The key to being zero waste is finding all the little ways to avoid throwing things out. And sometimes that means taking things in too. Which is exactly what I do with coffee grinds. The little bit I create at home gets added to the garden, but it’s never enough. Every month I make a run to Starbucks for a commercial-size bag of coffee grinds. And that allows me to skip buying fertilizer at the store.
And that’s perfect for me. I can avoid throwing away coffee grinds, avoid buying fertilizer at the store, and take in trash from other places. The local coffee shops throw away their grinds unless someone asks for them. And the baristas love handing them over because it means they don’t have to take out the trash.
It’s just one part of zero waste but it shows how easy it can be. Not to mention money saving – no more fertilizer – and helpful for the community. Can you believe I’m reducing the trash that Starbucks creates?
Summer is coming to an end and it’s time to pick all that basil. Don’t forget or you might find all the leaves fallen off. And thanks to some friends and HomeGrown.org for this easy recipe – drying basil in the microwave:
Wash and dry basil.
Place leaves on a paper towel in microwave and cover with another paper towel.
Let the microwave run for 30 seconds. Turn leaves over and run for another 30 seconds.
Repeat as necessary (can take 1.5 minutes).
Before storing (whole or crushed), make sure all moisture is gone (option: place in plastic wrap overnight to get rid of moisture).
Last month, Michael Noble of Fresh Energy put up a fascinating list of projections made by energy experts around 2000 or so. Suffice to say, the projections did not fare well. They were badly wrong…
What should we take from this?
The projections weren’t just off, they were way off. You can find similarly poor projections from the ’70s that underestimate the spread of energy efficiency and other demand-side technology solutions (They thought they were going to need hundreds of nuclear plants). Similarly terrible projections were also common in the early years of cell phones.
What do cell phones, energy efficiency, and renewable energy have in common? One, they are dynamic areas of technology development and market competition, which makes straight-line projections pretty useless. And two, they are distributed, with millions of loosely networked people and organizations working on them in parallel. Distributed, human-scale technologies come in small increments. They replicate quickly, so there’s more variation and competitive selection, and thus more evolution.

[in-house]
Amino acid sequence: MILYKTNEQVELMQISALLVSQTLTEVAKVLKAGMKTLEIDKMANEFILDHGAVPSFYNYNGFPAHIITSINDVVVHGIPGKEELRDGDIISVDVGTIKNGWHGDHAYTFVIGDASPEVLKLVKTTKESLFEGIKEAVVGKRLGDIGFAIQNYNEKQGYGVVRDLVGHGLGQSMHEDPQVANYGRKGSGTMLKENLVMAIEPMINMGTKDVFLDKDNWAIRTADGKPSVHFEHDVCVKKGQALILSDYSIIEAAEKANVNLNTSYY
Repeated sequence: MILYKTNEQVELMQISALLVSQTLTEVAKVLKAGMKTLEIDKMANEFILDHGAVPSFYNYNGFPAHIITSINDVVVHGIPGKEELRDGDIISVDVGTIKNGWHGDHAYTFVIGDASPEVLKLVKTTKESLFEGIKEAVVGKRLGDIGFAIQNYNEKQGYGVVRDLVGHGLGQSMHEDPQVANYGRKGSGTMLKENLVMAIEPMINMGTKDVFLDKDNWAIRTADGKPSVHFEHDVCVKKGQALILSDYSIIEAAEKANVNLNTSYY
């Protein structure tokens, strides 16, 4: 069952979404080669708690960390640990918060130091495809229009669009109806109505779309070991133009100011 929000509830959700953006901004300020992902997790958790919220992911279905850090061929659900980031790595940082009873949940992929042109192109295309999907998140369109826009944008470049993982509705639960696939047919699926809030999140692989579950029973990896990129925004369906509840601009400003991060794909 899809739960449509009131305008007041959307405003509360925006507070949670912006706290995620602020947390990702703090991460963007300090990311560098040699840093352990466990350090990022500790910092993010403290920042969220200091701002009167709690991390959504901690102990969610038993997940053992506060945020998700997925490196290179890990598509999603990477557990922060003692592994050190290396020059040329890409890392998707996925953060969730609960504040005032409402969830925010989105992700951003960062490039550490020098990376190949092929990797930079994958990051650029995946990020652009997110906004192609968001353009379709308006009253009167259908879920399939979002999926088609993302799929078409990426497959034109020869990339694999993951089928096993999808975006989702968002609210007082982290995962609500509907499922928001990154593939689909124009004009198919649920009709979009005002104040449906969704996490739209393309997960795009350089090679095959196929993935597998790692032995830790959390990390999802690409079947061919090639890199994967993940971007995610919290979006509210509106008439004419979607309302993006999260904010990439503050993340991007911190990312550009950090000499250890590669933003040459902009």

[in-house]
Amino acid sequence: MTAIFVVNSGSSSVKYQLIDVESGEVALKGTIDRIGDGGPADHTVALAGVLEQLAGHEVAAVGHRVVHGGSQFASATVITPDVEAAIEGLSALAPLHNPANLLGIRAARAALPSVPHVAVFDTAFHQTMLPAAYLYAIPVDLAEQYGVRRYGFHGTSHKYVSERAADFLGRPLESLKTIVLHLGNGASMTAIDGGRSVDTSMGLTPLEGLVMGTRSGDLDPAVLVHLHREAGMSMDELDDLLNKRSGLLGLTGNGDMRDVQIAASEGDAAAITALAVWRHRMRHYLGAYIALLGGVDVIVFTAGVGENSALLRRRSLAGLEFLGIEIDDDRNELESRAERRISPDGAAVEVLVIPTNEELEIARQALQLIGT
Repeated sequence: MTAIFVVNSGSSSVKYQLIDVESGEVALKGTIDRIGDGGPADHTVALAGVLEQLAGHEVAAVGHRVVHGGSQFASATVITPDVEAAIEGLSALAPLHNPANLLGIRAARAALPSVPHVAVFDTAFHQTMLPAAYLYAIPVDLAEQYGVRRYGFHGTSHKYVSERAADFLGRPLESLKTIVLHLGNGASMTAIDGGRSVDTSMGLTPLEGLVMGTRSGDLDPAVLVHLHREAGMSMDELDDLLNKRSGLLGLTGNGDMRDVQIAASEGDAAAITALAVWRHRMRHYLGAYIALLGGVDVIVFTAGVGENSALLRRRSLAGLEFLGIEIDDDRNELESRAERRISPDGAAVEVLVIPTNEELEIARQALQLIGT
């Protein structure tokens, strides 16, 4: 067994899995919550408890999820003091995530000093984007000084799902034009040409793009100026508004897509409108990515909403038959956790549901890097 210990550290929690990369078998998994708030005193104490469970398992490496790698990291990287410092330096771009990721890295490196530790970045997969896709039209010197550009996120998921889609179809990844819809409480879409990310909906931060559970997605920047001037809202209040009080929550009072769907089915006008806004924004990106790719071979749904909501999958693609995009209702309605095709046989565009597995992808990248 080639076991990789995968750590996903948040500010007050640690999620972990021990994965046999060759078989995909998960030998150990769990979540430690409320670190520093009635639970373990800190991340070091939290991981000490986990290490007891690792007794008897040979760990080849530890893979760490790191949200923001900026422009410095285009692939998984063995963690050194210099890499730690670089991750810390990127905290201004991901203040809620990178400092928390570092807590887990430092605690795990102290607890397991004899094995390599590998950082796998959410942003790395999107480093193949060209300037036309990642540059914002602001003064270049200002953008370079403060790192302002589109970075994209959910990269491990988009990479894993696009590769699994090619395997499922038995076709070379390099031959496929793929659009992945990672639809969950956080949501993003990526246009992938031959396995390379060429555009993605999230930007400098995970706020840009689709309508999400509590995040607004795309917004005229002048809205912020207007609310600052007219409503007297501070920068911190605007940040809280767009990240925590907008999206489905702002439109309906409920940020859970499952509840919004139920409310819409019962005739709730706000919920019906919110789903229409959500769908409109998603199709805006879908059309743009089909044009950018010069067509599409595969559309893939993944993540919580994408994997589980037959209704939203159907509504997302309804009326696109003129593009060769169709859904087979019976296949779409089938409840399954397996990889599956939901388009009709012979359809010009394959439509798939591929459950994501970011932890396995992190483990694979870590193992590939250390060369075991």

The final review of the radiation leak at the San Onofre Nuclear Generating Stations (SONGS) has been completed by the Nuclear Regulatory Commission (NRC). Among its findings are that Southern California Edison (SCE) responded appropriately to the issue, while Mitsubishi Heavy Industries, a company based in Japan, is to blame. They found that Mitsubishi’s “faulty computer modeling” resulted in mismatched components that, after only a year, had worn down significantly.
The good news is that we caught this issue before a catastrophic problem occurred, hinting that the safety protocols from SCE were adequate. The bad news is that we were one computer glitch away from a national disaster.
The outcome of all this is uncertain. You can bet that SCE would like to restart SONGS to start making money again, and they can do so by completing the checklist in the NRC report. They have said publicly this will not be until at least September, probably longer, meanwhile the public is digesting this news and preparing a public hearing from the NRC.
Many are speculating that since the plant was not needed during the heavy-use summer days, maybe it is not needed at all. But, that ignores the fact that other power plants were operating above capacity to compensate. Either way something will need to change, whether it’s an acceptance of the restart of SONGS, a new plan to make normal the over-operation of natural gas plants, or some blended model that takes into account the renewable energy sources coming online in the next few years.
Ski edges (11%): Avoid slicing your dog by bringing it only when you cross-country or skate-ski. (Most nordic skis don’t have edges.)
Poisonous plants (11%): Dogs that forage aren’t getting a proper diet. Feed your dog grain-free dog food (no corn or gluten). It’s more expensive but healthier.
Cars (18%): Use rewards to train Fido to do two things—to come when called and to heel on command, especially at trailheads and intersections. If your dog is at heel and you stop, it should stop, too.
Exercise injury (29%): To avoid ACL tears and other mishaps, feed puppies food with a protein-to-fat ratio of about two to one, for bone and joint development, and keep hikes longer than two miles to a minimum.
Dogfights (19%): Get your puppy used to unfamiliar dogs. Talk to and shake hands with another dog’s owner, demonstrating that the two of you are in charge, then tell your dog, “Go say hello.”